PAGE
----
Blunt family novel finds humor in depression without sugarcoating it

Don’t let the title of Katharine Noel’s debut scare you. “Halfway House” does deal with the issue of mental illness in a no-holds-barred manner. But it’s also a compassionate and compelling look at how a family copes when one member slides into a cycle of manic depression.

Pieter and Jordana Voorster have always been proud of their daughter, Angie. Now a senior in high school, she’s an all-star swimmer, a good student and a dutiful daughter to her parents. But one day there’s a frightening incident at a swim meet, and from then on nothing in the Voorster household is ever the same.

In the years that follow, Angie moves from hospitals to halfway houses, back home and then on to college. Her illness recurs, and the rotation begins once again.

Noel’s depiction of Angie’s depression is frightening in its accuracy. She captures the exhilarating ecstasy of mania and the unspeakable paralysis of the emotional sinkhole that follows it. This is an author who understands that whether it’s called manic depression or bipolar disorder, the illness is fickle and tough to manage.

As Angie battles not only her disease but a loss of self-worth, her family members manage in different ways. Pieter, a professional musician, retreats into his music and frustrating memories of life before his daughter’s break. “All he ever wanted was a life that had coherence and a little grace,” Noel writes.

Angie’s mother begins an affair with a younger man, more out of anger and a sense of loss than any real affection or lust. Jordana is the lone Voorster who acknowledges her sadness and fear, but only to herself.

“She could be knocked off balance at any moment. It could be something obvious, like Angie crying, or it could be something more oblique, like a girl begging change downtown. … It was as though, between happiness and unhappiness, she’d discovered a trapdoor she’d never known was there, one she couldn’t close.”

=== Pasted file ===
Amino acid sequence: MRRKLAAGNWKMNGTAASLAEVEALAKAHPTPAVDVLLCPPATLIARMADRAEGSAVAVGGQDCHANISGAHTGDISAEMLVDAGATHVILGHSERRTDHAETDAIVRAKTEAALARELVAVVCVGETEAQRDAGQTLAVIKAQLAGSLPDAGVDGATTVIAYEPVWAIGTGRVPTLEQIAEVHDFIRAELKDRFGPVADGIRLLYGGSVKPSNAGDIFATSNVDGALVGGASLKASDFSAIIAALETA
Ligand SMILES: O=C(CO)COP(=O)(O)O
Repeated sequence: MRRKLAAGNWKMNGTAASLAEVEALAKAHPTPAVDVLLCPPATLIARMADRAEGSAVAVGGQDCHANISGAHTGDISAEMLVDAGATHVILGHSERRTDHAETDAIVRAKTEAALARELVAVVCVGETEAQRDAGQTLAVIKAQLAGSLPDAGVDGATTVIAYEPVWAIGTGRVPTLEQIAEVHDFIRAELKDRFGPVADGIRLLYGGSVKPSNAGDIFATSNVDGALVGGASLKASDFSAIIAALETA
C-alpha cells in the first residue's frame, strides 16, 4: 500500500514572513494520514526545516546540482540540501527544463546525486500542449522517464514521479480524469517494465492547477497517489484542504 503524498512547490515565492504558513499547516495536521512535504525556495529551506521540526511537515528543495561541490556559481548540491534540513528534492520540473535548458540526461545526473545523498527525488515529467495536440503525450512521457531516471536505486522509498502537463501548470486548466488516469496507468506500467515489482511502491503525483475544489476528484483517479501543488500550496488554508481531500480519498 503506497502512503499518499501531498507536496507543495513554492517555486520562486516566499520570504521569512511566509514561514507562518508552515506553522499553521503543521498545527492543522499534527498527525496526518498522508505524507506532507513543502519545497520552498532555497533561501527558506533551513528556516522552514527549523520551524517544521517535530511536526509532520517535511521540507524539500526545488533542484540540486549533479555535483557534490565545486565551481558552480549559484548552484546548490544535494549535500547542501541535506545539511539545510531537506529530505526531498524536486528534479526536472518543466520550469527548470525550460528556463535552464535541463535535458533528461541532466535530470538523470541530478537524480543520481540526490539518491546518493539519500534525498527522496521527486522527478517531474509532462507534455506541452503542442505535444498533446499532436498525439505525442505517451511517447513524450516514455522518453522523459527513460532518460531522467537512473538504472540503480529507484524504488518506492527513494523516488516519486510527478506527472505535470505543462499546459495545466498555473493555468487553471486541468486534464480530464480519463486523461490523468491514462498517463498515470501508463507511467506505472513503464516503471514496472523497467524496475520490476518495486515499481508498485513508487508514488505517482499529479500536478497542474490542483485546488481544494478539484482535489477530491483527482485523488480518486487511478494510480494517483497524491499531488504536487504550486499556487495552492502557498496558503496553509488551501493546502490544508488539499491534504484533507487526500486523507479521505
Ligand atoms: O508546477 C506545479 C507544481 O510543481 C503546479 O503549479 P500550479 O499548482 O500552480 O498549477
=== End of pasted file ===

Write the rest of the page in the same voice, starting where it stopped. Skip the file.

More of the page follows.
Surprisingly, it’s Angie’s younger brother and only sibling, Luke, who best weathers the change in the family dynamics. He moves from a sullen, resentful teenager at the time of Angie’s diagnosis to becoming her most patient and fierce champion.
Free from the more complex parent-child connection, Luke’s alliance with his sister is genuine in its regard for her well-being and the acknowledgment that Angie will never be the same.

But this understanding comes at a price. As he moves on to college and falls in love with Wendy, a quiet, self-possessed young woman the emotional opposite of his sister, Luke risks sacrificing one relationship for the other. Caught between what he wants to do and what he feels is his duty, he risks a life in no-man’s land where hard decisions are ignored or put off until tomorrow.

In the end, it’s Angie who saves herself. Her journey through the capricious minefield of her illness is heartbreaking and frustrating for both reader and character. Noel doesn’t sugarcoat her story but neither does she paint a portrait of defeat and never-ending sadness.

Some of the book’s best moments come when Angie manages to conquer her illness and startle her family out of their tendencies to handle her like cut glass. At the end of one hospital stay, the three of them nervously arrive to take her home.

Angie re-emerged from her room and Luke jumped forward to take her bag. As he took it, he pretended the weight was making him stagger. ‘What’s in here?’

‘I’m smuggling out another patient.’”

It’s this nod to Angie’s dogged humor and self-acceptance that allows Noel’s debut to rise above the “poor, poor, pitiful me” brand of mental health novels. She doesn’t shy away from the facts but instead weaves them into a story that is enjoyable and triumphant.
The Tribune